Colorado’s program runs drag races off the streets, on the track
MORRISON | Frustrated by an increase in dangerous street racing amid the pandemic, Denver Police deployed the department’s helicopter to track races, closed lanes in areas often used by runners, and dispatched officers to locations where groups meet.
But law enforcement has also shifted gears to tackle the problem, using a racetrack in the foothills west of the city to provide a safe place for those who feel the need for speed.
Colorado State Patrol has partnered with Bandimere Speedway to draw runners from public areas to a more controlled environment, even allowing participants to race with a soldier driving a patrol car.
Recently, dozens of riders lined up to race the fast lane, cranking their engines and squealing their tires before rolling down the quarter-mile track. Most drove highly tuned vehicles, but there were occasional production SUVs or pickup trucks.
“It’s a great alternative to street racing. You can bring out whatever you’ve got, whether it’s a mom’s supercar or van, grandpa’s Buick. We all want to see them here. … And you can race with a cop, and do it legally, ”said State Trooper Josh Lewis, who beat a Toyota SUV in his first race last week by going close to 143 km / h.
The Colorado State Patrol has been involved in the “Take it to the Track” event for more than a decade, but its goals have grown in importance and urgency after two recent high-profile street racing incidents in the area. .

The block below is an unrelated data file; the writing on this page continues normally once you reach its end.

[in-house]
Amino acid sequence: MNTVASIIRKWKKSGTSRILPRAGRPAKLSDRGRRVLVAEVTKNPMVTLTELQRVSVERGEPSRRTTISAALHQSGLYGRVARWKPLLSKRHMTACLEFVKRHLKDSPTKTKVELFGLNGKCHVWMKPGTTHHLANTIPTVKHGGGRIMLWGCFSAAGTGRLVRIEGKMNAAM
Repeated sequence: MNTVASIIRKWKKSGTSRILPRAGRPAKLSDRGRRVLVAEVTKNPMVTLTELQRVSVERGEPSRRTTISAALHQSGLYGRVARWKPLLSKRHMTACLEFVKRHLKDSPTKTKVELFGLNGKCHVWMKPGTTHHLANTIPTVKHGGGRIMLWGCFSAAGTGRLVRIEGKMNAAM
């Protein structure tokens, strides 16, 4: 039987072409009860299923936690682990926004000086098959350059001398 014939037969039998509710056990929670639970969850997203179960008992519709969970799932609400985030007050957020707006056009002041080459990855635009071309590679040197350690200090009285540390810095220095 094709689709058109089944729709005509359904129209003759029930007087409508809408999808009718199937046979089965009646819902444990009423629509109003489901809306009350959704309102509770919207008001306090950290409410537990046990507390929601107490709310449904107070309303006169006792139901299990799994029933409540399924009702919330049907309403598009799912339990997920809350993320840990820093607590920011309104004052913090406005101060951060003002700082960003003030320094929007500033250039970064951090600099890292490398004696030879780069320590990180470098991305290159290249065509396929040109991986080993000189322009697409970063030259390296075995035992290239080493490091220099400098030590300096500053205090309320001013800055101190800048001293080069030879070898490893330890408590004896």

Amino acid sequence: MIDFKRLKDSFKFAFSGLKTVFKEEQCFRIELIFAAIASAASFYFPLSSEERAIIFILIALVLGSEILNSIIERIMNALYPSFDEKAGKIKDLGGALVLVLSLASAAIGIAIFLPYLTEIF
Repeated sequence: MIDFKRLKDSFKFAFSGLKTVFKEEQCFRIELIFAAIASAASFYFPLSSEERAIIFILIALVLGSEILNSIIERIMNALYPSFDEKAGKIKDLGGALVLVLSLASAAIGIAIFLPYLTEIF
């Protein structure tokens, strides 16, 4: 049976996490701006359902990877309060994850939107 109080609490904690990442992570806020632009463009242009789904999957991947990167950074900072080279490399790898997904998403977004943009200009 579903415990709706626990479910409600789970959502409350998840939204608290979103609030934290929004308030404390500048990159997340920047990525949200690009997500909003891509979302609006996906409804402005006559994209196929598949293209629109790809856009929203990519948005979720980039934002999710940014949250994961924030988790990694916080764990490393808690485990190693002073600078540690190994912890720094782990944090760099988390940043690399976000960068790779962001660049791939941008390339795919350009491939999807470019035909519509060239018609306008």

On April 3, police said a mother of two who delivered food was killed when a street racer dropped her car with her SUV in the heart of downtown Denver.
About a month earlier, hundreds of street runners blocked a stretch of highway in the suburb of Aurora, some reportedly blocking their shoulders to keep officers away. Police warned other motorists to avoid traffic jams after reports of gunshots and fireworks.
Lewis said the impact of the “Take it to the Track” program on illegal racing is difficult to quantify, but nonetheless provides important community awareness.
“We don’t necessarily know the data to be able to save it, but whenever we’re here we always get people coming to us and telling us how much they appreciate the program, how awesome it is, how much it is. ‘is fun,’ he says.
The event takes place every Wednesday throughout the summer.
Ray Propes, 58, of Windsor, said he started street racing as a teenager and found himself doing it “every time I got in a car it seemed to me.
“I was 16, it didn’t take me six months to lose my license,” he said. “I was running anything and anyone all the time.”
He’s since traded back then for the track, in part because conditions are more predictable and “you don’t get the tickets you get on the street.”
“The prepared track. The traction is there. Straight line. You don’t have to worry about accidents, animals, kids, birds, anything, ”he said.
Tyler Truini, 28, of Colorado Springs, left work early one day last week to “just play on the track” at Bandimere Speedway.
He said he avoids illegal racing because his 2019 Dodge Charger Hellcat is too fast for the streets.
“A lot of my friends that I hang out with, we always talk about coming to the track because it’s a lot easier, and it’s better for the car and better for the safety of others,” he said. .